22. Recall that the superscript n refers to the case in which the entrepreneur relies on a minimum of n pre-orders (see page 9).

  23. Graphically, any two expected profit functions \(E\pi _a^i\), \(E\pi _a^j\) intersect only once and in their downward sloping part. Note that, for \(i>1\), the initial increase of \(E\pi _a^i\) is due to the fact that the constraint that \(i-1\) pre-orders must not be sufficient to cover the fixed costs is relaxed as K increases.

  24. The graphs of \(E\pi _0\) and the upper envelope of \(E\pi _a^1,\ldots ,E\pi _a^N\) intersect only once.

  25. E.g. contractual arrangements with third parties such as the use of crowdfunding platforms

  26. K may then be reinterpreted as the capital requirement beyond the debt limit.

  27. I use the previous notation and normalize the capital costs of TF to zero. The capital costs of TF may be interpreted as a measure of commitment opportunities ranging from 0 (no commitment) to \(\infty\) (full commitment).

  28. Again, the technical details and explicit formal solution of the respective game can be found in “Appendix B”.

  29. The latter case may also be interpreted as uncertainty about the trustworthiness of the entrepreneur under the threat of entrepreneurial fraud (Strausz 2017).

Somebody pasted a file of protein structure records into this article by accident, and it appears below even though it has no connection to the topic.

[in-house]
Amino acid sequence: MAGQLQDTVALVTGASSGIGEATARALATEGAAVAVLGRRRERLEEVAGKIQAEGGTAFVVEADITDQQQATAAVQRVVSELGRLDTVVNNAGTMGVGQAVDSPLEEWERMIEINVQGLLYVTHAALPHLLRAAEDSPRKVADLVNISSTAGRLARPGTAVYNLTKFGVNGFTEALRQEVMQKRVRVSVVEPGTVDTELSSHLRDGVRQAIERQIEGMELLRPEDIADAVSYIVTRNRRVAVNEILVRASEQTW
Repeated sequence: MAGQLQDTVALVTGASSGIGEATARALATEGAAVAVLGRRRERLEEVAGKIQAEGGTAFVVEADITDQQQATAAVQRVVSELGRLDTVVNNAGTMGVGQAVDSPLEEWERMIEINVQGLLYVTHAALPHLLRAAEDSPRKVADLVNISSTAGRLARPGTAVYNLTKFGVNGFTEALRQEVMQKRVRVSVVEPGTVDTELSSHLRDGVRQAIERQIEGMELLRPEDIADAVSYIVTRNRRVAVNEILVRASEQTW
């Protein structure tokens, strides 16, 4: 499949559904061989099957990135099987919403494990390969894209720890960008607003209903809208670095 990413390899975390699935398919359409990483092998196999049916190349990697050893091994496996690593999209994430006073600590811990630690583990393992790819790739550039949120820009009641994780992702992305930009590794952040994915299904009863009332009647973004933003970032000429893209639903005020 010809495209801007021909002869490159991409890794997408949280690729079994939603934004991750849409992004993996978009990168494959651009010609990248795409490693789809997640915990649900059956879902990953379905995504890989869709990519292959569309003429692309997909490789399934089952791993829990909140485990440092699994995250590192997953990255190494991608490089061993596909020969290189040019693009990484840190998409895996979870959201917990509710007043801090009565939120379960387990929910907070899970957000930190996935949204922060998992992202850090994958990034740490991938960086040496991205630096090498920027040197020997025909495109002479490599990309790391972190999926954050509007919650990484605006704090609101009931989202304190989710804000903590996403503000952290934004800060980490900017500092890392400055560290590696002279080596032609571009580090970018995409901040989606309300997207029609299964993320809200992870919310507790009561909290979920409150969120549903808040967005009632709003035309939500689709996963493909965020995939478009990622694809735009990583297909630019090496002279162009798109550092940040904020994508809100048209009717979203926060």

30. Positive network externalities may represent another source of advance purchase discounts (e.g., Bensaid and Lesne 1996).

  31. All examples are taken from reward-based crowdfunding campaigns on All regular price information has been collected as of January 9, 2018, from except for Filippo Loreti which has been collected from Notice, moreover, that many crowdfunding campaigns also allow for donations, which may be interpreted as the surcharge that potential consumers are willing to pay in excess of the regular price in order to increase the probability of realization and availability of the respective product.

  32. In the example of new drugs and vaccines, their quality is usually approved by regulatory authorities based on clinical tests of their effectiveness and safety.

  33. In the context of R&D of new drugs—e.g. a vaccine against HIV—the national health agencies usually have more detailed information about the risk exposure and disposable income in their countries as two important determinants of their willingness to pay.

  34. As the pharmaceutical industry exhibits significant elasticities of innovation to expected market size (Dubois et al. 2015), advance-purchase arrangements might provide a valuable tool for screening the profitability of R&D projects.

  35. Notice, however, that \(p_a^1<1/2=p_0\) will be optimal if \(\theta _a^1<\frac{\sqrt{5}-1}{2} \quad \Leftrightarrow \quad K<{\check{K}}\approx 0.08\).


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I am very grateful for insightful comments and helpful suggestions from the editor, two anonymous referees, Paul Belleflamme, Matthew Ellman, Sjaak Hurkens, Thomas Lambert, Martin Peitz, Markus Reisinger, Armin Schwienbacher, Roland Strausz, David Zvilichovsky, and many participants of various economic seminars and conferences.

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Appendix A: Proofs of the Basic Results in Sections 3 and 4

Lemma 3

The optimal regular price \(p_r\) does not depend on the number of pre-orders \(N_a\) regardless of the rule for the advance-purchase decision \(\Omega\).